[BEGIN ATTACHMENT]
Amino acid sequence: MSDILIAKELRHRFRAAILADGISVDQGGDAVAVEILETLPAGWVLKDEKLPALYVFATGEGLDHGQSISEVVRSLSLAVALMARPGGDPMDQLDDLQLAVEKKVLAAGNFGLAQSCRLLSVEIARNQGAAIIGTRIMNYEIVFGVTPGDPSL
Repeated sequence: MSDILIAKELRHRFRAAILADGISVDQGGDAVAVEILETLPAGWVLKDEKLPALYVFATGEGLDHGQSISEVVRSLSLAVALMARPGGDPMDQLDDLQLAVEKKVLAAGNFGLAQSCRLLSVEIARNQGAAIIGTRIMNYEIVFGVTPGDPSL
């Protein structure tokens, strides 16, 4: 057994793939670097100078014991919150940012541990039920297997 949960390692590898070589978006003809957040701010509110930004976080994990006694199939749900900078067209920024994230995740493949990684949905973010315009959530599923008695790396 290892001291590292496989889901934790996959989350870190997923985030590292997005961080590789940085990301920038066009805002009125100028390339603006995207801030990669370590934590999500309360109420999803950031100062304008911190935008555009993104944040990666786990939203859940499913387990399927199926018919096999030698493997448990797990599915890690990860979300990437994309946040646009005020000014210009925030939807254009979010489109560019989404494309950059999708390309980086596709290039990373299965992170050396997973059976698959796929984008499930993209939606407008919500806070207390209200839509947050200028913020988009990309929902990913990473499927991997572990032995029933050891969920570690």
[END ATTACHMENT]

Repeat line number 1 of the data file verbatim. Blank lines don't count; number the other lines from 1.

Amino acid sequence: MSDILIAKELRHRFRAAILADGISVDQGGDAVAVEILETLPAGWVLKDEKLPALYVFATGEGLDHGQSISEVVRSLSLAVALMARPGGDPMDQLDDLQLAVEKKVLAAGNFGLAQSCRLLSVEIARNQGAAIIGTRIMNYEIVFGVTPGDPSL